Posted in 21st Century Learning, 21st Century parenting, brain, parents and technology

Multi-tasking May Be a Myth Says John Medina

brain-rules-cover-172In today’s always-connected world we feel proud of our ability to do several things at once, and many adults are even more amazed as they watch their children managing multiple tasks at the same time.

It turns out, however, that we may need to rearrange the way we work, reconsider our understanding of multi-tasking, and rethink how we supervise children when they are attending to learning activities. According to Professor John Medina, a respected molecular biologist and author of the 2008 book, Brain Rules, the brain cannot multitask efficiently. Multi-tasking during homework times may decrease a 21st Century student’s ability to learn efficiently.

Medina’s book, an entertaining read, discusses 12 important brain rules and devotes one chapter to multitasking. Addressing the widely accepted view that in the digital age we all multi-task effectively, Dr. Medina explains why the brain has trouble with multi-tasking and why this practice can cause difficulty for learners, workers, and especially for pre-teens and adolescents. Many entertaining video explanations of the 12 brain rules are posted on his website.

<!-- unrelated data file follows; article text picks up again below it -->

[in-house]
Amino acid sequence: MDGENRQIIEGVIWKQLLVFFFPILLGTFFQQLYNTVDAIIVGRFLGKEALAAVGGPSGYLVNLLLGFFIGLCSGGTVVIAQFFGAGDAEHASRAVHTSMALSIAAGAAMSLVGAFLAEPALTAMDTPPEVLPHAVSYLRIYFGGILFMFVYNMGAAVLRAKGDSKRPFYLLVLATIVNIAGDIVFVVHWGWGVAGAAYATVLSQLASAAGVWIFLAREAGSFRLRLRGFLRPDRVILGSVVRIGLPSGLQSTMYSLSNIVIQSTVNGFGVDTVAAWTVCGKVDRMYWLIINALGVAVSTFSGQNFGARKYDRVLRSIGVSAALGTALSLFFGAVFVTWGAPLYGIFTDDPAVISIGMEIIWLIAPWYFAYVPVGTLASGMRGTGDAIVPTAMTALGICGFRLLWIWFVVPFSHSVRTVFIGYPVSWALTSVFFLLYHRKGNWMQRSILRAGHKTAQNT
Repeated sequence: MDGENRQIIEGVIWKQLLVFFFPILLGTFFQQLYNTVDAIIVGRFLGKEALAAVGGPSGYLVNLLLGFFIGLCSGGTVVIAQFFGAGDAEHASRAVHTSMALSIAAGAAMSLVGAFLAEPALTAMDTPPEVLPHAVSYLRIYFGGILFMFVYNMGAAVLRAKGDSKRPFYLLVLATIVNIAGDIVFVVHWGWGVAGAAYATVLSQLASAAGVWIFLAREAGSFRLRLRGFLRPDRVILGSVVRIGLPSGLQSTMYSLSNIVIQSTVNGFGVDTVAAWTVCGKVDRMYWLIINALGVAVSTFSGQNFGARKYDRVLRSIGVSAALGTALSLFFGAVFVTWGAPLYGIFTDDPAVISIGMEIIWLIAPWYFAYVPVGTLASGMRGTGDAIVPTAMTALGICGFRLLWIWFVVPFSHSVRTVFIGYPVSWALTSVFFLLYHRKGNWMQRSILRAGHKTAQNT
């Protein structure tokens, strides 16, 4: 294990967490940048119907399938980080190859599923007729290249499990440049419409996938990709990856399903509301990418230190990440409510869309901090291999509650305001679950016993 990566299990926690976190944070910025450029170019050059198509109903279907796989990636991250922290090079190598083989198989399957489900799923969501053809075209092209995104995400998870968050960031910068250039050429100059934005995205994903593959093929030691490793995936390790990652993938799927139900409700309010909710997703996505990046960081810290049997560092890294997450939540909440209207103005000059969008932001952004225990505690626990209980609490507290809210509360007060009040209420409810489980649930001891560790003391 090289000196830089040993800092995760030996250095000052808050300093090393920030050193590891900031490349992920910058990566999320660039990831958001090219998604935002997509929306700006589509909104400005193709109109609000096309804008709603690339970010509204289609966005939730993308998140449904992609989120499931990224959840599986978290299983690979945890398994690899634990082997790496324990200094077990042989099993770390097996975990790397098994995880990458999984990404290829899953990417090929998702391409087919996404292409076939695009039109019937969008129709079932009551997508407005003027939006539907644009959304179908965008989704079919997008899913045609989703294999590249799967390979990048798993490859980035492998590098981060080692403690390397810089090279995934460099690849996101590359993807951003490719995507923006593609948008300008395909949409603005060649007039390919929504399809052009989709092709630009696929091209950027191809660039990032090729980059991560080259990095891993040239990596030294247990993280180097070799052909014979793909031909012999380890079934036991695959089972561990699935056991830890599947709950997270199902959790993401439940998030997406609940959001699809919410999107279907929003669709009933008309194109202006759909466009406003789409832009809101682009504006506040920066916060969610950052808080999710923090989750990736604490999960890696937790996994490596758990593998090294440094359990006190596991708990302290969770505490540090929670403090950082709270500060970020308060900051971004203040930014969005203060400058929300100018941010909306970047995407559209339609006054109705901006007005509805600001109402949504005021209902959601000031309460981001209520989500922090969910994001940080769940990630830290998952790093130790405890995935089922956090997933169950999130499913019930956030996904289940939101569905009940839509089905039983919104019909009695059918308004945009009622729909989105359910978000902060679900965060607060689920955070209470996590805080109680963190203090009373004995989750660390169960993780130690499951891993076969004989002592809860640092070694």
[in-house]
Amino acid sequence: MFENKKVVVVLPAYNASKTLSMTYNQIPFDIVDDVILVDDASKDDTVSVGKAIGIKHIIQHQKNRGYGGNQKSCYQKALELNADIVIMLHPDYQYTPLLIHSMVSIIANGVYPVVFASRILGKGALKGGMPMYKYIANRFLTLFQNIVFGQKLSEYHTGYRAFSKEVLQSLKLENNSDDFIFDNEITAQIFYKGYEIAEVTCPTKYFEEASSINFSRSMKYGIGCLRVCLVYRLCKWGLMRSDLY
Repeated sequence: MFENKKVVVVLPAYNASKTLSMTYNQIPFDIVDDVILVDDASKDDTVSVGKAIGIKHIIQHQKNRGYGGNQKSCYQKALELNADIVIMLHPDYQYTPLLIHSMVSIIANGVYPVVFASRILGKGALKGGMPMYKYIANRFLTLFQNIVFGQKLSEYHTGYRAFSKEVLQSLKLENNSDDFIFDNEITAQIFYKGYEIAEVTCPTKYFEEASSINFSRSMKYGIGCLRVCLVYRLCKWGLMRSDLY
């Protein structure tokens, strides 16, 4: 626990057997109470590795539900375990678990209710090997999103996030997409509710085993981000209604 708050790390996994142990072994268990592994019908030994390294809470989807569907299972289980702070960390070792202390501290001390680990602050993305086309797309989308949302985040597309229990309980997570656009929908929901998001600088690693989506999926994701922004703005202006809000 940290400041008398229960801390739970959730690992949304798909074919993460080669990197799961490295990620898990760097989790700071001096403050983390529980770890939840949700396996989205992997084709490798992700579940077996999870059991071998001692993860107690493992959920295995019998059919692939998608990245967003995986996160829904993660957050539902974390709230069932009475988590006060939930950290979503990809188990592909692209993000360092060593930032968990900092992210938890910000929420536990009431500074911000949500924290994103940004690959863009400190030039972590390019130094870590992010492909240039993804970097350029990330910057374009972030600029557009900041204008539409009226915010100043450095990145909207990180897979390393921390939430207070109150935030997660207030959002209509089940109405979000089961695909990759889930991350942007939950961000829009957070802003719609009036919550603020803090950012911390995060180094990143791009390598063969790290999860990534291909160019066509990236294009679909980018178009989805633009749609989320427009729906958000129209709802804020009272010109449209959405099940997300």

When a student does homework while chat, a DVD, Facebook, texting, and other media are all active and constantly interrupting, no task, especially the homework, can be accomplished efficiently.

Dr. Medina explains that the brain goes through a series of four steps each time a change in focus occurs. When a person changes from one activity to another — from math to Facebook, for instance — the brain proceeds through the four steps. First, it is distracted, and then it disengages, re-engages, and starts the new task. The brain is not multi-tasking, but rather using up valuable time switching from one thing to another and then back again. Thus people, but especially young learners, lose a significant amount of concentrated working time if these four steps occur over and over during an evening of study.

Visit Professor Medina’s web site and also watch him explain what happens when a person switches between activities. An amazing graph (click on small reproduction at above right, used with permission), comparing the number of errors made by people who are multi-tasking with those who do not, provides further evidence that a media-filled, multi-tasking environment may actually be hurting our children when they do homework.

Click on the video to watch Dr. Medina presenting a lecture about Brain Rules in the Authors@Google series.

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